Israel Refutes Accusations of Vaccine Discrimination Against Palestinians

YERUSHALAYIM -
Israel ambassador to the U.N. and the U.S., Gilad Erdan. (Olivier Fitoussi/Flash90)

The United Nations has joined other critics of Israel in accusing it of denying coronavirus vaccines to the Palestinians while it inoculates its own population, a charge that Israel vehemently denies.

“Israel has launched a large-scale vaccination campaign for its citizens and residents,” said newly installed U.N. Special Coordinator for the Middle East Peace Process Tor Wennesland, who replaced Nickolay Mladenov.

“In this context, the U.N. continues to encourage Israel to help address the priority needs of Palestinians…and to support COVID-19 vaccine availability more generally,” Wennesland said.

His remarks came after Palestinian Authority Foreign Minister Riyad al-Maliki on Tuesday told the Security Council that Israel “has not provided any vaccine to the Palestinian people under occupation to this day, denying its obligation to do so.”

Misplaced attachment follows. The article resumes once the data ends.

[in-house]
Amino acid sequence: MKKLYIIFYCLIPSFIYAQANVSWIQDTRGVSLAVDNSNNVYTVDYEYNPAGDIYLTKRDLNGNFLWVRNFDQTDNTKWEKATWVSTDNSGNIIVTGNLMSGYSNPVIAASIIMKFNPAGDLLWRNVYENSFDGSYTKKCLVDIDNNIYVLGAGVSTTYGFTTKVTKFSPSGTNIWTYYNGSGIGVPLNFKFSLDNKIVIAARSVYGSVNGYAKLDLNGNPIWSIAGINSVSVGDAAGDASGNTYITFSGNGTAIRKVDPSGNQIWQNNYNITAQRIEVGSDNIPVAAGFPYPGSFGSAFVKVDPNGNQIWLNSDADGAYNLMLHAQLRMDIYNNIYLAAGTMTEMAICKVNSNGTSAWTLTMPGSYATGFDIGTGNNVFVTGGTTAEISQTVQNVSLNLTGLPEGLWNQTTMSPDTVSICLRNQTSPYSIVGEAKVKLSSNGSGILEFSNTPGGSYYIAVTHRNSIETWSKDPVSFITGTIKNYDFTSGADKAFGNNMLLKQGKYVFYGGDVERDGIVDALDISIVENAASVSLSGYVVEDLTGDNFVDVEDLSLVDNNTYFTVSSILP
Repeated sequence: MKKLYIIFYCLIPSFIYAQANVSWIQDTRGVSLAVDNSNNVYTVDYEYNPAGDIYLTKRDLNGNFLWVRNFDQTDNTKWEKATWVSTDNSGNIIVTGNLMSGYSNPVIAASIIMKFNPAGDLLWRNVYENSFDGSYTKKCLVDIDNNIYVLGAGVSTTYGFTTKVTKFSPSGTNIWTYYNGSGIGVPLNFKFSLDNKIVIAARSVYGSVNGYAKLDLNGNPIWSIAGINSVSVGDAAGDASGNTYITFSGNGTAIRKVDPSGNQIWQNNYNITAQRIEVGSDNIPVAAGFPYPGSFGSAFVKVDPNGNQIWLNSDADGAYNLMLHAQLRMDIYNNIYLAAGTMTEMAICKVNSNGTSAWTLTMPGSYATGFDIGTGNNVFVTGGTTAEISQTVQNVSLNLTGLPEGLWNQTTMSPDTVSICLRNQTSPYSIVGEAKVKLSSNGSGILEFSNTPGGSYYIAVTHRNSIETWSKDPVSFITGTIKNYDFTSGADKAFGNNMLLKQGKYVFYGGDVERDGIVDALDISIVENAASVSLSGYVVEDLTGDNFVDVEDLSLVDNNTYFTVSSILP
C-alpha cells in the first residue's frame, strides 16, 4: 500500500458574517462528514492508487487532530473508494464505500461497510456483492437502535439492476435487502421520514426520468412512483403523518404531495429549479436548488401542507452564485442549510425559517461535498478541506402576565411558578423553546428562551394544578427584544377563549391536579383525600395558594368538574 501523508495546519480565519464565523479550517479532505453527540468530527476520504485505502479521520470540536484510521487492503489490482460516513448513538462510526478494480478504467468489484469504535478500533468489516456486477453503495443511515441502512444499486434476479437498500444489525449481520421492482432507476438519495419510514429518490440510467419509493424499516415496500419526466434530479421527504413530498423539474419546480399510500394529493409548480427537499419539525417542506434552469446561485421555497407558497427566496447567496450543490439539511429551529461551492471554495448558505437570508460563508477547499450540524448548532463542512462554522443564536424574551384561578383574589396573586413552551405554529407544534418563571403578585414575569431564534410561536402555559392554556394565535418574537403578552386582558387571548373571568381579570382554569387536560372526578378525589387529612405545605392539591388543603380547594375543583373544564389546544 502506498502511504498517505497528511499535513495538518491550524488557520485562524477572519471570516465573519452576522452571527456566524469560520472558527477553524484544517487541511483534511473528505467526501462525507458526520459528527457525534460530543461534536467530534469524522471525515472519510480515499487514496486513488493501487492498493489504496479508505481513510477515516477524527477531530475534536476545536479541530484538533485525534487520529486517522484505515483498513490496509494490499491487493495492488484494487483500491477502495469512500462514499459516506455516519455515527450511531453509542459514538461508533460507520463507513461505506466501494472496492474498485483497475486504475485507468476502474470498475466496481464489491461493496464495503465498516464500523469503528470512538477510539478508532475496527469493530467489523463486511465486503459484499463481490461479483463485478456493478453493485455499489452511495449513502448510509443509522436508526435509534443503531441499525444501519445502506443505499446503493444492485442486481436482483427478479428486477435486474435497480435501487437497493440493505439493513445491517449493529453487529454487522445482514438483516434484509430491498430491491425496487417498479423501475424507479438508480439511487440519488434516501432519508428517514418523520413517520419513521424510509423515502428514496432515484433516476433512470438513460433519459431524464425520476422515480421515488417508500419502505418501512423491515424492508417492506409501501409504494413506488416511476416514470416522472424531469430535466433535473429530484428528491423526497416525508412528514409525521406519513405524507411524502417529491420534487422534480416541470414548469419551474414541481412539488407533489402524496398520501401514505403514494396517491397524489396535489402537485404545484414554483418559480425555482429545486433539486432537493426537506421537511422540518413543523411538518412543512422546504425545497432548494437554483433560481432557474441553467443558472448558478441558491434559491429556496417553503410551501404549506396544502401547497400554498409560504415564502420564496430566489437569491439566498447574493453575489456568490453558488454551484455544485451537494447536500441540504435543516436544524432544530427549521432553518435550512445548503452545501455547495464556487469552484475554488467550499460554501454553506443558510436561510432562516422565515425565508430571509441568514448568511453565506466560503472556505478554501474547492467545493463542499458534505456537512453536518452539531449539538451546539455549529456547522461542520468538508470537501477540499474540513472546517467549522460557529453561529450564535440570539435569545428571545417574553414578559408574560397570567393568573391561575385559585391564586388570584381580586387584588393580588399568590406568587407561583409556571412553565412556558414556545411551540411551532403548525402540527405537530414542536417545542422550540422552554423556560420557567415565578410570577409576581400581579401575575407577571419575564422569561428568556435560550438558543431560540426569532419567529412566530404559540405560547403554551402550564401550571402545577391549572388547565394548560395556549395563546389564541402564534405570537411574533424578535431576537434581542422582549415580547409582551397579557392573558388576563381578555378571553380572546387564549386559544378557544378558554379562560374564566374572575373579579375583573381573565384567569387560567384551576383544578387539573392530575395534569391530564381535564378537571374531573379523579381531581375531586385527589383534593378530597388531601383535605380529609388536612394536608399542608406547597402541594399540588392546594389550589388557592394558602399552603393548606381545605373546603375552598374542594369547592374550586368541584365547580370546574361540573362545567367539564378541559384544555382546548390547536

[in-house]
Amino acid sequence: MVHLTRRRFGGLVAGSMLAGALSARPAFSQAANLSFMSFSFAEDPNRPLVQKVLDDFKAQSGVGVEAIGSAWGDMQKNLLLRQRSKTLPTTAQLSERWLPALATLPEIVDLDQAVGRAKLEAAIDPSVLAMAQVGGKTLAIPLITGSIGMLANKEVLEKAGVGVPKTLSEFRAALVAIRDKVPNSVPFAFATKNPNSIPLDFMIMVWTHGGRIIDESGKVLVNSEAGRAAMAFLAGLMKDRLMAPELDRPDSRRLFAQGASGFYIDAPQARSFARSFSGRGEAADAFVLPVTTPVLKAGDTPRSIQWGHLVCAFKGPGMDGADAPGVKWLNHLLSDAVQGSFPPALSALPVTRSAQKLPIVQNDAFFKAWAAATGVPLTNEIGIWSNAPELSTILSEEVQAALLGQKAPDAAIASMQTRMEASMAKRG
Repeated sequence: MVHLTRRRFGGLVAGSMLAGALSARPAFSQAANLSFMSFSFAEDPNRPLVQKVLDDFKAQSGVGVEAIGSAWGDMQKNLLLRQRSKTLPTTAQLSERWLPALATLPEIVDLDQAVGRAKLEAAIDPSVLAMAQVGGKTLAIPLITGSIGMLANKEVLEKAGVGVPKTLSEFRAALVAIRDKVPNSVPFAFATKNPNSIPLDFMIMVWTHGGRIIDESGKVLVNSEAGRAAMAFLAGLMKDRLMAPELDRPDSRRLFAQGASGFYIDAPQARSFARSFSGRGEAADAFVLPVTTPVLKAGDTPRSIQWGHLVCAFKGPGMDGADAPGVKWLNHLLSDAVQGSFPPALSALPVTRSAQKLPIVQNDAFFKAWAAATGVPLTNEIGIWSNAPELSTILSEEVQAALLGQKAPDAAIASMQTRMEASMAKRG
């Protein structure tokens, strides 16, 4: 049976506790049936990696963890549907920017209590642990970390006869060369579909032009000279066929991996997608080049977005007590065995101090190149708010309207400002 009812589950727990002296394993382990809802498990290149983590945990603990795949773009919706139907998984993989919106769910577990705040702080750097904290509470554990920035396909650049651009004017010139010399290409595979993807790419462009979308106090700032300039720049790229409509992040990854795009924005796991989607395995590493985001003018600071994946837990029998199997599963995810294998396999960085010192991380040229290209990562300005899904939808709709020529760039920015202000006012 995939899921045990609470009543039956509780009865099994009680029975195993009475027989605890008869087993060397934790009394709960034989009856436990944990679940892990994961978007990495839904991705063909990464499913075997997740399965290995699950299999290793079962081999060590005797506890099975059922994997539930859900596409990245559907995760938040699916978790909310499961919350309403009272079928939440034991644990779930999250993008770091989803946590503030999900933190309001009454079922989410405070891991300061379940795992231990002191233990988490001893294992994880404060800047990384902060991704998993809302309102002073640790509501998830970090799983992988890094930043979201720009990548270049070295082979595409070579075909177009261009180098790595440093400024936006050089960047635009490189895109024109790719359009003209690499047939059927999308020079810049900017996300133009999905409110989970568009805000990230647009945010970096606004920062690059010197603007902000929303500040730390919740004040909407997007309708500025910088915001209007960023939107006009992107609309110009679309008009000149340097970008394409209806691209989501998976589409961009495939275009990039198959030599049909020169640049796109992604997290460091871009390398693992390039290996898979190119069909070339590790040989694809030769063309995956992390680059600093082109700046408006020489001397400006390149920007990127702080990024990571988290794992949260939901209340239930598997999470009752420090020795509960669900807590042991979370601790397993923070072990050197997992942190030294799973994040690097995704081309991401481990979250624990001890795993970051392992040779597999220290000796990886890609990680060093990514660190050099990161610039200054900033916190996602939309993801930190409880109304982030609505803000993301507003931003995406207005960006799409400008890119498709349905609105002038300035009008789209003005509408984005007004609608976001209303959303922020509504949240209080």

Israel’s ambassador to the U.N. Gilad Erdan dismissed the claims as “false and grotesque.” Erdan argued that the Oslo Accords, a series of bilateral agreements between Israel and the Palestinians, make the Palestinian Authority responsible for immunizations.

Furthermore, Israel has been carrying out its highly successful vaccination program in Arab Israeli communities within its jurisdiction, just as in Jewish ones.

Erdan told the Security Council that the PA had “informed Israel they intend to purchase vaccines from the Russian government and Israel has announced it will facilitate their transfer. These are the facts.”

Wennesland confirmed that the “Palestinian government is working to procure a supply of vaccines and anticipates support through the global COVAX-AMC facility. The initial allocations of vaccines to cover priority groups are expected in the first half of 2021.”